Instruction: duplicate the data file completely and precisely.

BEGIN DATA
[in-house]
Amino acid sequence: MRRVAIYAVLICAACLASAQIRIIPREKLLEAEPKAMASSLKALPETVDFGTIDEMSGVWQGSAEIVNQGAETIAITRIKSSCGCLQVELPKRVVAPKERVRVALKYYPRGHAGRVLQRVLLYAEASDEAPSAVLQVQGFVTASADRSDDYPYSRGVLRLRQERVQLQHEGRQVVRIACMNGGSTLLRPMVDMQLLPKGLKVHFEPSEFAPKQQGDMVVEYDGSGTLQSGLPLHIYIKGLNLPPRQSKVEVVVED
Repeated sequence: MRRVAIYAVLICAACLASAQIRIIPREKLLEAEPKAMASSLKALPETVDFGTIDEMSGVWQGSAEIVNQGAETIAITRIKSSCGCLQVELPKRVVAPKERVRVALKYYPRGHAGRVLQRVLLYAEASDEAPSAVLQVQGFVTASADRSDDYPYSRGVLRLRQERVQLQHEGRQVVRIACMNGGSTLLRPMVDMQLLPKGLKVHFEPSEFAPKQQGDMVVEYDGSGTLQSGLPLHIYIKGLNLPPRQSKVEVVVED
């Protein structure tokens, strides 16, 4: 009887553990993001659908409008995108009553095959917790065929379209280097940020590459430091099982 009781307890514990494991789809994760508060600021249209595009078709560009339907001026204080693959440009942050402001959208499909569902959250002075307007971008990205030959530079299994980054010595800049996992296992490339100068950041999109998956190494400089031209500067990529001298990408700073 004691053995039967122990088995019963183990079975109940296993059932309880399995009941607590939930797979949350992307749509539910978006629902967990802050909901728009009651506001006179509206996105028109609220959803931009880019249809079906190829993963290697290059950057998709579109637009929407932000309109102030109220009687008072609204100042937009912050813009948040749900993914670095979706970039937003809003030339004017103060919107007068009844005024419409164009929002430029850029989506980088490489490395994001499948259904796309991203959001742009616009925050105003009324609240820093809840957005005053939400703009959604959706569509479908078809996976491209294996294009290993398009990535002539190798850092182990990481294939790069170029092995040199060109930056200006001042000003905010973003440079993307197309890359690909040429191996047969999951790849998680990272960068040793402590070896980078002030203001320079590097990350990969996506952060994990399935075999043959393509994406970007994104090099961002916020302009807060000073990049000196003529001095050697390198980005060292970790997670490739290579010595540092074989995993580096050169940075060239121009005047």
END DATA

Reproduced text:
[in-house]
Amino acid sequence: MRRVAIYAVLICAACLASAQIRIIPREKLLEAEPKAMASSLKALPETVDFGTIDEMSGVWQGSAEIVNQGAETIAITRIKSSCGCLQVELPKRVVAPKERVRVALKYYPRGHAGRVLQRVLLYAEASDEAPSAVLQVQGFVTASADRSDDYPYSRGVLRLRQERVQLQHEGRQVVRIACMNGGSTLLRPMVDMQLLPKGLKVHFEPSEFAPKQQGDMVVEYDGSGTLQSGLPLHIYIKGLNLPPRQSKVEVVVED
Repeated sequence: MRRVAIYAVLICAACLASAQIRIIPREKLLEAEPKAMASSLKALPETVDFGTIDEMSGVWQGSAEIVNQGAETIAITRIKSSCGCLQVELPKRVVAPKERVRVALKYYPRGHAGRVLQRVLLYAEASDEAPSAVLQVQGFVTASADRSDDYPYSRGVLRLRQERVQLQHEGRQVVRIACMNGGSTLLRPMVDMQLLPKGLKVHFEPSEFAPKQQGDMVVEYDGSGTLQSGLPLHIYIKGLNLPPRQSKVEVVVED
């Protein structure tokens, strides 16, 4: 009887553990993001659908409008995108009553095959917790065929379209280097940020590459430091099982 009781307890514990494991789809994760508060600021249209595009078709560009339907001026204080693959440009942050402001959208499909569902959250002075307007971008990205030959530079299994980054010595800049996992296992490339100068950041999109998956190494400089031209500067990529001298990408700073 004691053995039967122990088995019963183990079975109940296993059932309880399995009941607590939930797979949350992307749509539910978006629902967990802050909901728009009651506001006179509206996105028109609220959803931009880019249809079906190829993963290697290059950057998709579109637009929407932000309109102030109220009687008072609204100042937009912050813009948040749900993914670095979706970039937003809003030339004017103060919107007068009844005024419409164009929002430029850029989506980088490489490395994001499948259904796309991203959001742009616009925050105003009324609240820093809840957005005053939400703009959604959706569509479908078809996976491209294996294009290993398009990535002539190798850092182990990481294939790069170029092995040199060109930056200006001042000003905010973003440079993307197309890359690909040429191996047969999951790849998680990272960068040793402590070896980078002030203001320079590097990350990969996506952060994990399935075999043959393509994406970007994104090099961002916020302009807060000073990049000196003529001095050697390198980005060292970790997670490739290579010595540092074989995993580096050169940075060239121009005047």